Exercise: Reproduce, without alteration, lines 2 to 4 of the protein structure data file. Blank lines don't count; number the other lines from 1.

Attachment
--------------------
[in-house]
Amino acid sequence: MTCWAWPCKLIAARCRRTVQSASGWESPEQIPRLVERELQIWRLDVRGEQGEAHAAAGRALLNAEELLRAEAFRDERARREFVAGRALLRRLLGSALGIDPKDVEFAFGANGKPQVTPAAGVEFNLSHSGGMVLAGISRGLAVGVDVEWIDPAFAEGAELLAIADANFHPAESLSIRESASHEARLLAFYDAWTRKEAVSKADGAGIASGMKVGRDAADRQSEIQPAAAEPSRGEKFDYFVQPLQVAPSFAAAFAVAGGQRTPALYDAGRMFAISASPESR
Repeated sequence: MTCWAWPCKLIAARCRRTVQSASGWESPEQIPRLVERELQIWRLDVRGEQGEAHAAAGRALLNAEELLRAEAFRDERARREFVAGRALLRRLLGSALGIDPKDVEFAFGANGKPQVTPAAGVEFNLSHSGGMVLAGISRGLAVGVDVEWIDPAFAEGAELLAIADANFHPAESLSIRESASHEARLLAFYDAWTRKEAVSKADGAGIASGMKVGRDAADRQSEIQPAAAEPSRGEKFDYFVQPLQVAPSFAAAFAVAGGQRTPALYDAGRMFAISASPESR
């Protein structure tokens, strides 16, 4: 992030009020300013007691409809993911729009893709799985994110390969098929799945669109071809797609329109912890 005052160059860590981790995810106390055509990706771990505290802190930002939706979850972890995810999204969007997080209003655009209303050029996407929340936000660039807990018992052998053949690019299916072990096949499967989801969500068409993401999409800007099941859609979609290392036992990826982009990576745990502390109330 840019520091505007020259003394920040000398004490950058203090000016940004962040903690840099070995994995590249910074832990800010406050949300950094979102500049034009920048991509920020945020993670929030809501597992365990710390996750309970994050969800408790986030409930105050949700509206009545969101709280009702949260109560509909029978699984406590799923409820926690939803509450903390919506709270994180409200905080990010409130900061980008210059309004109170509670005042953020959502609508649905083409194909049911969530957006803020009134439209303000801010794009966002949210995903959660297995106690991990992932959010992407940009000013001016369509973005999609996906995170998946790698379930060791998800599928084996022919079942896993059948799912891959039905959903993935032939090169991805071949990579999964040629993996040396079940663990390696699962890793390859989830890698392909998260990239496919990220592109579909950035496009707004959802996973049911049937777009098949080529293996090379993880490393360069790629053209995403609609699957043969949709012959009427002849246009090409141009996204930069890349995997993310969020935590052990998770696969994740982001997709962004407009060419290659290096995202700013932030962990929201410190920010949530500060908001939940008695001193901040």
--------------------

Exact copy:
Amino acid sequence: MTCWAWPCKLIAARCRRTVQSASGWESPEQIPRLVERELQIWRLDVRGEQGEAHAAAGRALLNAEELLRAEAFRDERARREFVAGRALLRRLLGSALGIDPKDVEFAFGANGKPQVTPAAGVEFNLSHSGGMVLAGISRGLAVGVDVEWIDPAFAEGAELLAIADANFHPAESLSIRESASHEARLLAFYDAWTRKEAVSKADGAGIASGMKVGRDAADRQSEIQPAAAEPSRGEKFDYFVQPLQVAPSFAAAFAVAGGQRTPALYDAGRMFAISASPESR
Repeated sequence: MTCWAWPCKLIAARCRRTVQSASGWESPEQIPRLVERELQIWRLDVRGEQGEAHAAAGRALLNAEELLRAEAFRDERARREFVAGRALLRRLLGSALGIDPKDVEFAFGANGKPQVTPAAGVEFNLSHSGGMVLAGISRGLAVGVDVEWIDPAFAEGAELLAIADANFHPAESLSIRESASHEARLLAFYDAWTRKEAVSKADGAGIASGMKVGRDAADRQSEIQPAAAEPSRGEKFDYFVQPLQVAPSFAAAFAVAGGQRTPALYDAGRMFAISASPESR
């Protein structure tokens, strides 16, 4: 992030009020300013007691409809993911729009893709799985994110390969098929799945669109071809797609329109912890 005052160059860590981790995810106390055509990706771990505290802190930002939706979850972890995810999204969007997080209003655009209303050029996407929340936000660039807990018992052998053949690019299916072990096949499967989801969500068409993401999409800007099941859609979609290392036992990826982009990576745990502390109330 840019520091505007020259003394920040000398004490950058203090000016940004962040903690840099070995994995590249910074832990800010406050949300950094979102500049034009920048991509920020945020993670929030809501597992365990710390996750309970994050969800408790986030409930105050949700509206009545969101709280009702949260109560509909029978699984406590799923409820926690939803509450903390919506709270994180409200905080990010409130900061980008210059309004109170509670005042953020959502609508649905083409194909049911969530957006803020009134439209303000801010794009966002949210995903959660297995106690991990992932959010992407940009000013001016369509973005999609996906995170998946790698379930060791998800599928084996022919079942896993059948799912891959039905959903993935032939090169991805071949990579999964040629993996040396079940663990390696699962890793390859989830890698392909998260990239496919990220592109579909950035496009707004959802996973049911049937777009098949080529293996090379993880490393360069790629053209995403609609699957043969949709012959009427002849246009090409141009996204930069890349995997993310969020935590052990998770696969994740982001997709962004407009060419290659290096995202700013932030962990929201410190920010949530500060908001939940008695001193901040």